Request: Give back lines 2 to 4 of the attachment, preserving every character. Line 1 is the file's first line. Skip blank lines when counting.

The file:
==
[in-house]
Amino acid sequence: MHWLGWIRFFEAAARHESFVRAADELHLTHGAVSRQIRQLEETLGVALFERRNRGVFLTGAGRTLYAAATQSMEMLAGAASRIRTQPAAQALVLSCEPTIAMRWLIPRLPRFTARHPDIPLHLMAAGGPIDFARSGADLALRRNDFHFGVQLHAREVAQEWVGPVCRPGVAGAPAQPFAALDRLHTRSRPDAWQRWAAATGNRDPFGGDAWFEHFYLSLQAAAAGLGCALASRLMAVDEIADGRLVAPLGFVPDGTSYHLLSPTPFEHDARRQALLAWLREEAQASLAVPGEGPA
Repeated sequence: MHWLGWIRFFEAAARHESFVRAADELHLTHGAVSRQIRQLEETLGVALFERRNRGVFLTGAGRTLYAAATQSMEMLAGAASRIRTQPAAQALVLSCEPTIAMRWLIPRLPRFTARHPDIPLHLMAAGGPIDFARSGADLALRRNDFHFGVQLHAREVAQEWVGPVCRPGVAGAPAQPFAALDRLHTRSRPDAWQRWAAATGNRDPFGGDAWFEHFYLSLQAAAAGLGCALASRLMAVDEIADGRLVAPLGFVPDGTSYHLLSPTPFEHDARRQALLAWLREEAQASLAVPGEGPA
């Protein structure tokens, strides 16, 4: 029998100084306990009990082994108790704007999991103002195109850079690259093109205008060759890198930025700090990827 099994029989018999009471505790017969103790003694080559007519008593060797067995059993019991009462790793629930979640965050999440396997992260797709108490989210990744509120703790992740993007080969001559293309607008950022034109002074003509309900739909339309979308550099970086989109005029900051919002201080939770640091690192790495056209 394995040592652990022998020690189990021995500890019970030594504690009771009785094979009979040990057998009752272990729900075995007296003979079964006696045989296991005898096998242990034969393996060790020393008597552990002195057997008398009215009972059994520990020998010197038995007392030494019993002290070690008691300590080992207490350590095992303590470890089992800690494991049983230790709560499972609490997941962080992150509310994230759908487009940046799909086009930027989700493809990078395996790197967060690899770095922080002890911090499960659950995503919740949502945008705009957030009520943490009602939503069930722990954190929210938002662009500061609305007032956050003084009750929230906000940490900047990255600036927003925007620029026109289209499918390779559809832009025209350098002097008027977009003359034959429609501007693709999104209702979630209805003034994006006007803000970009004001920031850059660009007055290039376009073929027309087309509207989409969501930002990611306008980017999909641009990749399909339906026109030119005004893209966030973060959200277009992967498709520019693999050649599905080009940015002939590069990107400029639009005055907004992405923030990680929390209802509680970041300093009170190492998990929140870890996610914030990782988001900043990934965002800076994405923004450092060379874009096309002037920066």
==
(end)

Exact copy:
Amino acid sequence: MHWLGWIRFFEAAARHESFVRAADELHLTHGAVSRQIRQLEETLGVALFERRNRGVFLTGAGRTLYAAATQSMEMLAGAASRIRTQPAAQALVLSCEPTIAMRWLIPRLPRFTARHPDIPLHLMAAGGPIDFARSGADLALRRNDFHFGVQLHAREVAQEWVGPVCRPGVAGAPAQPFAALDRLHTRSRPDAWQRWAAATGNRDPFGGDAWFEHFYLSLQAAAAGLGCALASRLMAVDEIADGRLVAPLGFVPDGTSYHLLSPTPFEHDARRQALLAWLREEAQASLAVPGEGPA
Repeated sequence: MHWLGWIRFFEAAARHESFVRAADELHLTHGAVSRQIRQLEETLGVALFERRNRGVFLTGAGRTLYAAATQSMEMLAGAASRIRTQPAAQALVLSCEPTIAMRWLIPRLPRFTARHPDIPLHLMAAGGPIDFARSGADLALRRNDFHFGVQLHAREVAQEWVGPVCRPGVAGAPAQPFAALDRLHTRSRPDAWQRWAAATGNRDPFGGDAWFEHFYLSLQAAAAGLGCALASRLMAVDEIADGRLVAPLGFVPDGTSYHLLSPTPFEHDARRQALLAWLREEAQASLAVPGEGPA
């Protein structure tokens, strides 16, 4: 029998100084306990009990082994108790704007999991103002195109850079690259093109205008060759890198930025700090990827 099994029989018999009471505790017969103790003694080559007519008593060797067995059993019991009462790793629930979640965050999440396997992260797709108490989210990744509120703790992740993007080969001559293309607008950022034109002074003509309900739909339309979308550099970086989109005029900051919002201080939770640091690192790495056209 394995040592652990022998020690189990021995500890019970030594504690009771009785094979009979040990057998009752272990729900075995007296003979079964006696045989296991005898096998242990034969393996060790020393008597552990002195057997008398009215009972059994520990020998010197038995007392030494019993002290070690008691300590080992207490350590095992303590470890089992800690494991049983230790709560499972609490997941962080992150509310994230759908487009940046799909086009930027989700493809990078395996790197967060690899770095922080002890911090499960659950995503919740949502945008705009957030009520943490009602939503069930722990954190929210938002662009500061609305007032956050003084009750929230906000940490900047990255600036927003925007620029026109289209499918390779559809832009025209350098002097008027977009003359034959429609501007693709999104209702979630209805003034994006006007803000970009004001920031850059660009007055290039376009073929027309087309509207989409969501930002990611306008980017999909641009990749399909339906026109030119005004893209966030973060959200277009992967498709520019693999050649599905080009940015002939590069990107400029639009005055907004992405923030990680929390209802509680970041300093009170190492998990929140870890996610914030990782988001900043990934965002800076994405923004450092060379874009096309002037920066």